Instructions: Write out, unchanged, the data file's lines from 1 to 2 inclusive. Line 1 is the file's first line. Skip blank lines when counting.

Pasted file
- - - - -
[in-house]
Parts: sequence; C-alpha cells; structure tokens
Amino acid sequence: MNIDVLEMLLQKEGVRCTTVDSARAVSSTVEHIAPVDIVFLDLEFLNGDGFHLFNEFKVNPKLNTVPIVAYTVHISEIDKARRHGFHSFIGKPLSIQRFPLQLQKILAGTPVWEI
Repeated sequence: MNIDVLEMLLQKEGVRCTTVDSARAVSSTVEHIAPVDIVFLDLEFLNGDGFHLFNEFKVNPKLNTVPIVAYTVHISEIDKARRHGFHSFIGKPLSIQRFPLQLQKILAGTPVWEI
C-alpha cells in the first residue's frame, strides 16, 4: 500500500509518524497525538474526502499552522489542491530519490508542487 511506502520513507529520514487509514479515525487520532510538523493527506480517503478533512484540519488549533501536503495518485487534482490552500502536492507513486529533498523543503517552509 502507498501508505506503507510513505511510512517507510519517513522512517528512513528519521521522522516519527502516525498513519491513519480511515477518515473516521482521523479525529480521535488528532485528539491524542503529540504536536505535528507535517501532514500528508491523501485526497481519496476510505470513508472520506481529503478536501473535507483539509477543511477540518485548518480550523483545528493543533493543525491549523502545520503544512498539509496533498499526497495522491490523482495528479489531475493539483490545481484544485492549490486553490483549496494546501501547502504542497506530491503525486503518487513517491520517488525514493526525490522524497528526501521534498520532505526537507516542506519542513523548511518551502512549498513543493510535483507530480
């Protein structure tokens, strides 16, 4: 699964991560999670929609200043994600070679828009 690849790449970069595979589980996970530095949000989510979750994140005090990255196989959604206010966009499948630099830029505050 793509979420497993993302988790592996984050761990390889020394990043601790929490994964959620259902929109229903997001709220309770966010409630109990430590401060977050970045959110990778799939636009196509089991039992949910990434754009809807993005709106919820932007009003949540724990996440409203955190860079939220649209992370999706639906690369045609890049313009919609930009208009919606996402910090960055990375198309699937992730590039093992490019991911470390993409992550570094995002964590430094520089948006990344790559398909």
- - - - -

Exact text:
[in-house]
Parts: sequence; C-alpha cells; structure tokens